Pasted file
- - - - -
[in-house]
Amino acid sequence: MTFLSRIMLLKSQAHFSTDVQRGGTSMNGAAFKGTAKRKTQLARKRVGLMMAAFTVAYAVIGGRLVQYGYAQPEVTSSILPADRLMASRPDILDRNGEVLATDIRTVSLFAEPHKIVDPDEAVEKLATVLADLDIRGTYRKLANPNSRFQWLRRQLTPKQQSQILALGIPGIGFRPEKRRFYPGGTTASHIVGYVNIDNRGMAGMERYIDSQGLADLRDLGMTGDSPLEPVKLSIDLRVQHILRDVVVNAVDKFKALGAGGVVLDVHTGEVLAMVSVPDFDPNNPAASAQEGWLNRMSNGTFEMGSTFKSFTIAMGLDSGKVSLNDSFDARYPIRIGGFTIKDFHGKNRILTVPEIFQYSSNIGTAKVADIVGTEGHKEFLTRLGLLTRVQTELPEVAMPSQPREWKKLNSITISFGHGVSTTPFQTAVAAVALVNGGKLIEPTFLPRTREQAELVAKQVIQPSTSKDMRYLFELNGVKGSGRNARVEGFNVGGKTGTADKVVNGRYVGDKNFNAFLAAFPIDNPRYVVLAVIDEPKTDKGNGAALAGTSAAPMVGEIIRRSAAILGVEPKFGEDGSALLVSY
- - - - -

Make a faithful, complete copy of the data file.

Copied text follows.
[in-house]
Amino acid sequence: MTFLSRIMLLKSQAHFSTDVQRGGTSMNGAAFKGTAKRKTQLARKRVGLMMAAFTVAYAVIGGRLVQYGYAQPEVTSSILPADRLMASRPDILDRNGEVLATDIRTVSLFAEPHKIVDPDEAVEKLATVLADLDIRGTYRKLANPNSRFQWLRRQLTPKQQSQILALGIPGIGFRPEKRRFYPGGTTASHIVGYVNIDNRGMAGMERYIDSQGLADLRDLGMTGDSPLEPVKLSIDLRVQHILRDVVVNAVDKFKALGAGGVVLDVHTGEVLAMVSVPDFDPNNPAASAQEGWLNRMSNGTFEMGSTFKSFTIAMGLDSGKVSLNDSFDARYPIRIGGFTIKDFHGKNRILTVPEIFQYSSNIGTAKVADIVGTEGHKEFLTRLGLLTRVQTELPEVAMPSQPREWKKLNSITISFGHGVSTTPFQTAVAAVALVNGGKLIEPTFLPRTREQAELVAKQVIQPSTSKDMRYLFELNGVKGSGRNARVEGFNVGGKTGTADKVVNGRYVGDKNFNAFLAAFPIDNPRYVVLAVIDEPKTDKGNGAALAGTSAAPMVGEIIRRSAAILGVEPKFGEDGSALLVSY